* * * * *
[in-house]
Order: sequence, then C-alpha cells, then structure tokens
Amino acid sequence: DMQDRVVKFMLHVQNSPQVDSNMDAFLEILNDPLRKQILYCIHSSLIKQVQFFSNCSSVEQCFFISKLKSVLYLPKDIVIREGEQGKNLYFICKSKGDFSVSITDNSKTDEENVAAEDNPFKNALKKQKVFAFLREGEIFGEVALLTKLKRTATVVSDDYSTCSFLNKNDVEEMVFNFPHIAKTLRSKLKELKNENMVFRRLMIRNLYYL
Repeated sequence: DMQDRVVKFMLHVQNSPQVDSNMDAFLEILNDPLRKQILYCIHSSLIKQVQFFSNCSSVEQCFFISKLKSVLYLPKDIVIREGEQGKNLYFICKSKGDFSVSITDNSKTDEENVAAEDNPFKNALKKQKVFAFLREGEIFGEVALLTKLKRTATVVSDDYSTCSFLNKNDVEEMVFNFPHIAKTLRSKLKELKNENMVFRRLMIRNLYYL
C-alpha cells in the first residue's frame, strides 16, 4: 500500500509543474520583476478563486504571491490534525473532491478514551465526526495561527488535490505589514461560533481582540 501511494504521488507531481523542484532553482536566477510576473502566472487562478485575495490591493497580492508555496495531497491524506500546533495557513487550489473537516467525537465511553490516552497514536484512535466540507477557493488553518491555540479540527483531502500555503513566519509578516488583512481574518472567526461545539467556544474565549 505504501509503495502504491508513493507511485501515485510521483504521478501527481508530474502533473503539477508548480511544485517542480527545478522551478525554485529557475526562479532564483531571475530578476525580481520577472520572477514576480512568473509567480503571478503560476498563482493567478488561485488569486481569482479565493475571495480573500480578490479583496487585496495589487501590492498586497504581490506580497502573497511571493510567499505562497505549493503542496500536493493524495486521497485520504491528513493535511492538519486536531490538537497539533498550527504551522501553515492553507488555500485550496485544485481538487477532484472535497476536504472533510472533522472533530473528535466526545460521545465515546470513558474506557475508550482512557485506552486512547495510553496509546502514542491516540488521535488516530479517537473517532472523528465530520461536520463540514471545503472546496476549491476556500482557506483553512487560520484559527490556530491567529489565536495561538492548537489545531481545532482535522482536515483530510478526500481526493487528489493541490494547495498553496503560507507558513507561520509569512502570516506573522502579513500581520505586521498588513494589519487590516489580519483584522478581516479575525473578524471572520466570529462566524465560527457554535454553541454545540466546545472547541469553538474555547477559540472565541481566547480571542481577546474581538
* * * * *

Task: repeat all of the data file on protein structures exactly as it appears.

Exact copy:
[in-house]
Order: sequence, then C-alpha cells, then structure tokens
Amino acid sequence: DMQDRVVKFMLHVQNSPQVDSNMDAFLEILNDPLRKQILYCIHSSLIKQVQFFSNCSSVEQCFFISKLKSVLYLPKDIVIREGEQGKNLYFICKSKGDFSVSITDNSKTDEENVAAEDNPFKNALKKQKVFAFLREGEIFGEVALLTKLKRTATVVSDDYSTCSFLNKNDVEEMVFNFPHIAKTLRSKLKELKNENMVFRRLMIRNLYYL
Repeated sequence: DMQDRVVKFMLHVQNSPQVDSNMDAFLEILNDPLRKQILYCIHSSLIKQVQFFSNCSSVEQCFFISKLKSVLYLPKDIVIREGEQGKNLYFICKSKGDFSVSITDNSKTDEENVAAEDNPFKNALKKQKVFAFLREGEIFGEVALLTKLKRTATVVSDDYSTCSFLNKNDVEEMVFNFPHIAKTLRSKLKELKNENMVFRRLMIRNLYYL
C-alpha cells in the first residue's frame, strides 16, 4: 500500500509543474520583476478563486504571491490534525473532491478514551465526526495561527488535490505589514461560533481582540 501511494504521488507531481523542484532553482536566477510576473502566472487562478485575495490591493497580492508555496495531497491524506500546533495557513487550489473537516467525537465511553490516552497514536484512535466540507477557493488553518491555540479540527483531502500555503513566519509578516488583512481574518472567526461545539467556544474565549 505504501509503495502504491508513493507511485501515485510521483504521478501527481508530474502533473503539477508548480511544485517542480527545478522551478525554485529557475526562479532564483531571475530578476525580481520577472520572477514576480512568473509567480503571478503560476498563482493567478488561485488569486481569482479565493475571495480573500480578490479583496487585496495589487501590492498586497504581490506580497502573497511571493510567499505562497505549493503542496500536493493524495486521497485520504491528513493535511492538519486536531490538537497539533498550527504551522501553515492553507488555500485550496485544485481538487477532484472535497476536504472533510472533522472533530473528535466526545460521545465515546470513558474506557475508550482512557485506552486512547495510553496509546502514542491516540488521535488516530479517537473517532472523528465530520461536520463540514471545503472546496476549491476556500482557506483553512487560520484559527490556530491567529489565536495561538492548537489545531481545532482535522482536515483530510478526500481526493487528489493541490494547495498553496503560507507558513507561520509569512502570516506573522502579513500581520505586521498588513494589519487590516489580519483584522478581516479575525473578524471572520466570529462566524465560527457554535454553541454545540466546545472547541469553538474555547477559540472565541481566547480571542481577546474581538